-Your dirtbike is nicely considered mechanically, but again - not a lot of industrial design or styling. It's good you understand the mechanics - but it seems like your portfolio is more focused on the engineering and less focused on the design.
-If your course was 4 years, it does not come off as 4 years worth of work. There's no real show of sketching to resolve ideas, research, human factors, rendering, etc. The stuff in your misc products section come off as craft projects, not design work. I would not put things like a shelf that you built in your portfolio.
If you are having trouble getting a job I would look into how can you really revamp or update the projects, and frankly I would do several new interdependent projects that show creative thinking, work heavily on your sketching and show that you can create 100 ideas around 1 concept, improve your rendering and 3D techniques, etc.
Remember - graduating with honors just means you fulfilled your course requirements with exception, but it does not mean that you will be at the same level of other graduates. You need to broaden your scope and see what people are doing. I'll be honest that for the work you've shown in your portfolio, I would have expected that out of most students coming out of their 2nd year of design school. Your portfolio shows me you can develop a single concept, but no indication of why that concept was the best one or the dozens you threw out because they weren't good enough.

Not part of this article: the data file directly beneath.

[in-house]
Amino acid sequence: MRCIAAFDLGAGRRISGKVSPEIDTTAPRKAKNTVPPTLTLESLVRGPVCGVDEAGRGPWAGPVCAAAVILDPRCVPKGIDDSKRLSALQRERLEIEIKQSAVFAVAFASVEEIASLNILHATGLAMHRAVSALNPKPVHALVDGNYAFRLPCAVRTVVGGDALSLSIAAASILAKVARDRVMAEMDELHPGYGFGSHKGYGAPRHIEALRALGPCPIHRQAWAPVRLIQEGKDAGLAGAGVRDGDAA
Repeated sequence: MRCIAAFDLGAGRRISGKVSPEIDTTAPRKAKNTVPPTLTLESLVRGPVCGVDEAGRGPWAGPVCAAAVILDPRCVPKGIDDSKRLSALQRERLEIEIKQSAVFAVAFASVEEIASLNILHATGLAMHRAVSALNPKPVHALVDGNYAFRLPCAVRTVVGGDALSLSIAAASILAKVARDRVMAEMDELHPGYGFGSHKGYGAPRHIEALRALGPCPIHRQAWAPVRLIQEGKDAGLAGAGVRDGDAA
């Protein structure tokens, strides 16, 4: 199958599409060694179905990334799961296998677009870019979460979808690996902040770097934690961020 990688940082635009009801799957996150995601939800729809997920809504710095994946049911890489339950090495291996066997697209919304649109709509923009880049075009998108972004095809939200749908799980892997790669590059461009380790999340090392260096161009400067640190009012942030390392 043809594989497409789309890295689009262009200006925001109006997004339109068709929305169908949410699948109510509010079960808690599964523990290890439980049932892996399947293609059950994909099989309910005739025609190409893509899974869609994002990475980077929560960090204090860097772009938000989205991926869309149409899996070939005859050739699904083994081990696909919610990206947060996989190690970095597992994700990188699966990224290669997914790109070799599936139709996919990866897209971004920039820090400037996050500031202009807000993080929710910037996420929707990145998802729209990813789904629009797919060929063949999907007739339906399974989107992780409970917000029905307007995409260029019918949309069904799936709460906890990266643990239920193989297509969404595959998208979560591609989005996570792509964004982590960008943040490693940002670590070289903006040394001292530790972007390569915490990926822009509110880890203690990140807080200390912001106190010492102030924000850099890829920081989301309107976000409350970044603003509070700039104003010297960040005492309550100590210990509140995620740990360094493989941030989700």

Hopefully this is helpful. Cheers.
Posted by ID2011 on 17 July 2011 - 11:52 AM
If finishing uni isnt an option maybe you could aim for certification of software skills.
It might be a bit abrupt to ask, but what caused you to fail? What elements of the course do you love/hate?
Evaluate your strengths and weaknesses so that you can focus on what you are good at and market yourself better.
Posted by Sketchyd on 02 July 2011 - 10:27 AM
Once I enter the page, the icons for creation, projects, and personalia are a bit ambiguous.
They all look the same, and they remind me of trashcans... or a bird.
Click on creations, your text is "justified," this looks odd, what was your reasoning behind this?
I dont want to have to click on a blank box to see what the project is. And because it's blank, it looks like an error and the images aren't loading. I'm not really sure what brandmark means, which makes me wonder what the difference between the 3 sections are.
Theres alot of blue... not really feeling it. Its a bit frustrating that I need to click many times to actually get to see the content.
Think of it as a first draft and try again. If you are coding this yourself and aren't very good, try looking into free portfolio sites, theres alot out there. For example: carbonmade.com